On My Block balances what it means to live in an urban gang area, while never forgetting these are but 13 – 15-year-old kids. Of whom are just trying to make the best of a, sometimes, bad situation.
|Creator||Lauren Iungerich, Eddie Gonzalez, Jeremy Haft|
|Jasmine||Jessica Marie Garcia|
|Rosé||Angela Elayne Gibbs|
6 kids, between the ages of 13 and 15 are residents of Freeridge. A city in which two gangs, the Santos and Prophets, a Latinx and Black gang, have been beefing for years and this often leads to gunshots and deaths. But, for Monse, Ruby, Jamal, and Cesar, those gunshots are damn near a game. Well, after they run from where they think it is happening and feel safe. At that point, they are trying to guess the gun and laugh about it. Strange to many, I’m sure, but everyone figures out a way to cope the best they can.
However, it should be noted the entire show isn’t about gang bangers putting a damper on these kids’ lives. For the most part, it is actually their relationships. You see, Monse likes Cesar but since Cesar is a Santos, I’m talking it’s a multi-generational thing, he comes off as unsafe. On top of that, while neither Ruby nor Jamal are into Monse, there is this fear that her dating Cesar – openly – could ruin everything. Though, all things considered, no one is paying as much attention to Monse as she believes they are.
For Ruby, his play cousin Olivia is all he thinks about. Especially as she and Cesar get friendly and he worries Cesar is stealing his girl. Then in terms of Jamal, he is all about this Rollerworld money. Something that Ruby’s abuelita ends up giving him all the necessary clues, advice, and transportation, to go on a wild goose chase which fills his storyline.
But, while a lot of the season focuses on that, we haven’t talked about Cesar’s storyline. Outside of the Monse and Olivia love triangle, there is also being a Santos. Something he does not want to be part of, especially the more violent aspects, but despite what Monse, Ruby, and Jamal try to do, he goes deeper and deeper down the rabbit hole. Leading us to wonder if there is the possibility of him getting out.
For a good portion of the cast, this is their first starring role and in the case of Sierra Capri, this is her first role period. So for them, when it comes to what we see of them, bring about this funny, loveable, relatable at times, and very real characters was something. Especially in terms of handling a storyline which was a dramedy.
I especially say this because there aren’t necessarily a huge amount of opportunities for young people of color to take on starring roles outside of being someone’s kid or sibling. Much less them being the focus. So considering the pressure, the fact they are working for Netflix, meaning they will be exposed to somewhere close to 100 countries, and what this show could mean for their career, the fact that they all brought it is applaudable. Though, of course, some were a little, perhaps just to my taste, more noteworthy than others.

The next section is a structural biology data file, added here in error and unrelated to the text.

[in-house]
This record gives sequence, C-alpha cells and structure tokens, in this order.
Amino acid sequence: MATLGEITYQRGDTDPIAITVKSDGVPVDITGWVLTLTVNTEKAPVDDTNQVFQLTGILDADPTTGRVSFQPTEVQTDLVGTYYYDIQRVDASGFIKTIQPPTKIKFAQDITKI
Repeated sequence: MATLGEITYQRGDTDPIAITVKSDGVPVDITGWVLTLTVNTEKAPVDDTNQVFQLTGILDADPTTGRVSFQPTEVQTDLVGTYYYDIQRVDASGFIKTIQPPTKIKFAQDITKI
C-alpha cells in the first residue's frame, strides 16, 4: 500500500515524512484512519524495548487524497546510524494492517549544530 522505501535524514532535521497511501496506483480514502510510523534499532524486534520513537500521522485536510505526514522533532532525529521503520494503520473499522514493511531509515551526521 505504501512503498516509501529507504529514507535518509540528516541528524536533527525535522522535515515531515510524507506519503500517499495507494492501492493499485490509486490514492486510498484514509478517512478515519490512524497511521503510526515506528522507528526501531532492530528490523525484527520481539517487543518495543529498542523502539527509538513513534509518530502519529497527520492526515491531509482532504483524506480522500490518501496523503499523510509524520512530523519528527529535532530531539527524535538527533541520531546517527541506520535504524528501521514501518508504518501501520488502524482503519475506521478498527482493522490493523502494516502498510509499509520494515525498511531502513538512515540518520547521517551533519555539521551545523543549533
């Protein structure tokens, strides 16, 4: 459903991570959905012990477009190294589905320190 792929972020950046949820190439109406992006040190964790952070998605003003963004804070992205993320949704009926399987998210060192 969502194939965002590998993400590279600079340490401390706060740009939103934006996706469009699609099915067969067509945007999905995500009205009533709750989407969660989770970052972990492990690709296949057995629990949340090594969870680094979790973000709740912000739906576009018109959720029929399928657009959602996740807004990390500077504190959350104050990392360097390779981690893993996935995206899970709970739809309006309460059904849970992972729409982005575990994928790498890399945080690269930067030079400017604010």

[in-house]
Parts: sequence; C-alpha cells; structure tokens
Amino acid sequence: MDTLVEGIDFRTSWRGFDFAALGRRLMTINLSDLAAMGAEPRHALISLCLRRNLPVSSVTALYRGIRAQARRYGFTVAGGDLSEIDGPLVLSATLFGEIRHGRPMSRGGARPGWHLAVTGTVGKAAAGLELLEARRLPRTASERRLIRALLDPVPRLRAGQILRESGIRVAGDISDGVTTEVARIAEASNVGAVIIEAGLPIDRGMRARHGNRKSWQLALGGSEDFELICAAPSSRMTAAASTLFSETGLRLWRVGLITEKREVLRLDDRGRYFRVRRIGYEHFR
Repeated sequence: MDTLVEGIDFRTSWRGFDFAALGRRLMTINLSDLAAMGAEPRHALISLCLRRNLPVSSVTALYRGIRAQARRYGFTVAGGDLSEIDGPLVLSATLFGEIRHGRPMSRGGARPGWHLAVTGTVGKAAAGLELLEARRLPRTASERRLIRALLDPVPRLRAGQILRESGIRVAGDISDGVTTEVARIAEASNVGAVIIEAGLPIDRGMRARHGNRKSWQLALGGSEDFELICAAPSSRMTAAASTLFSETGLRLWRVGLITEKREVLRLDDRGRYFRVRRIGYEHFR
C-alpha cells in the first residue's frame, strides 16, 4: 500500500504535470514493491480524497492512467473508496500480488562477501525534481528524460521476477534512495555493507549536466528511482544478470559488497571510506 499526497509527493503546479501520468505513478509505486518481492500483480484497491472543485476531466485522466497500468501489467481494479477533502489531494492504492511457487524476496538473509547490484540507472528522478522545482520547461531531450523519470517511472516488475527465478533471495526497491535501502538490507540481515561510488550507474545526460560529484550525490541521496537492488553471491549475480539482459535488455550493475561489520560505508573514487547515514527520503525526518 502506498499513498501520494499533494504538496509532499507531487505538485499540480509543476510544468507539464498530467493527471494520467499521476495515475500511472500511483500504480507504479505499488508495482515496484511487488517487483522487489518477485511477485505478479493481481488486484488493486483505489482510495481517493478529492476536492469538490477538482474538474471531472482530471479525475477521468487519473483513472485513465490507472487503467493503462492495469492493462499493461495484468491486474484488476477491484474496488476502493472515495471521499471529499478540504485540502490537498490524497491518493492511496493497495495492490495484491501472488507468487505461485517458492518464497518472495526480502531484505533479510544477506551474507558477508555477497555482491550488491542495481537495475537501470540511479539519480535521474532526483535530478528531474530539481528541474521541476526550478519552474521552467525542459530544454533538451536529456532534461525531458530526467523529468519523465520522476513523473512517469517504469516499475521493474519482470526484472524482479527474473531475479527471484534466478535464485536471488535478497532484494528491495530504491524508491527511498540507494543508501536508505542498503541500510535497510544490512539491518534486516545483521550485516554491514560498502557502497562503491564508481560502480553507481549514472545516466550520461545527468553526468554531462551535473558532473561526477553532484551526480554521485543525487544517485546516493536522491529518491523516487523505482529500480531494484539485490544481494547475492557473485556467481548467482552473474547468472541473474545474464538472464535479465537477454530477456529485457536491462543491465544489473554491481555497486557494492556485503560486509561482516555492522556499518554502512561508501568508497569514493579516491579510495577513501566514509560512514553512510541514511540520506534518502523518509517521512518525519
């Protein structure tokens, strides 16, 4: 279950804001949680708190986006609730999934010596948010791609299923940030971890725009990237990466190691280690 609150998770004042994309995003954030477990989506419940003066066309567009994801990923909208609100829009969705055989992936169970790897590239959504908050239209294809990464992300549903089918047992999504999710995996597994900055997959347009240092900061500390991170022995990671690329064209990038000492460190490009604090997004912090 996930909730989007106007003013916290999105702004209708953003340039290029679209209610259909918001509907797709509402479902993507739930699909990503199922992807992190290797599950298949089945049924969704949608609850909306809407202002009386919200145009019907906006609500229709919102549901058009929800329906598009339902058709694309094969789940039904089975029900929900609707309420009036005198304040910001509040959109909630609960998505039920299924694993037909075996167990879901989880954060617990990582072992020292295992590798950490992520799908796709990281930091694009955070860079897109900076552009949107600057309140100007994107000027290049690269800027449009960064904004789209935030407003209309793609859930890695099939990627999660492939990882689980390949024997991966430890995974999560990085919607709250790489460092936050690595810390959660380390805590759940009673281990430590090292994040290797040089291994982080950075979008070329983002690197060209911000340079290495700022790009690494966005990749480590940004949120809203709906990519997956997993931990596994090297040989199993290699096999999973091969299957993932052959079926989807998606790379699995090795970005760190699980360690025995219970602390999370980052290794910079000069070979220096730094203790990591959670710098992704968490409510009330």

The first one being Jason Genao. I stand by the statement made in a recap that he could be something in the vein of John Leguizamo and if Leguizamo ever decided to adapt his stage plays into mini-series or an anthology, Genao is his guy. For Ruby is arguably the most charismatic character and while this is an ensemble cast, you can foresee Genao eventually playing a lead on something. This especially can be seen as he interacts with Ronni Hawk’s character and romances her to the point you are in tears because of how beautiful the moment is sculpted.
And hey, considering you don’t see a whole lot of mainstream Latinx romantic comedies, or just plain romance movies, Netflix has seemingly found the right one for future casting. It isn’t like they haven’t shown the liked the young man with this being his second Netflix production, after his role in The Get Down.
For this being Capri’s first role, you have to admit she held her own well. Especially in terms of dealing with her character’s first love, being a persona which takes a leadership role in the group, yet still being a bit of a softee. To put it simply, Monse isn’t allowed to be one note. Yes, she is a bit of a tomboy, yes she is a bit of an around the way girl, but she still wants to be romanced, get to know the mom who abandoned her and sheds some tears. Life is hard out here for a little bi-racial girl in the hood. Especially considering the catcalling and pedophiles like Oscar being around.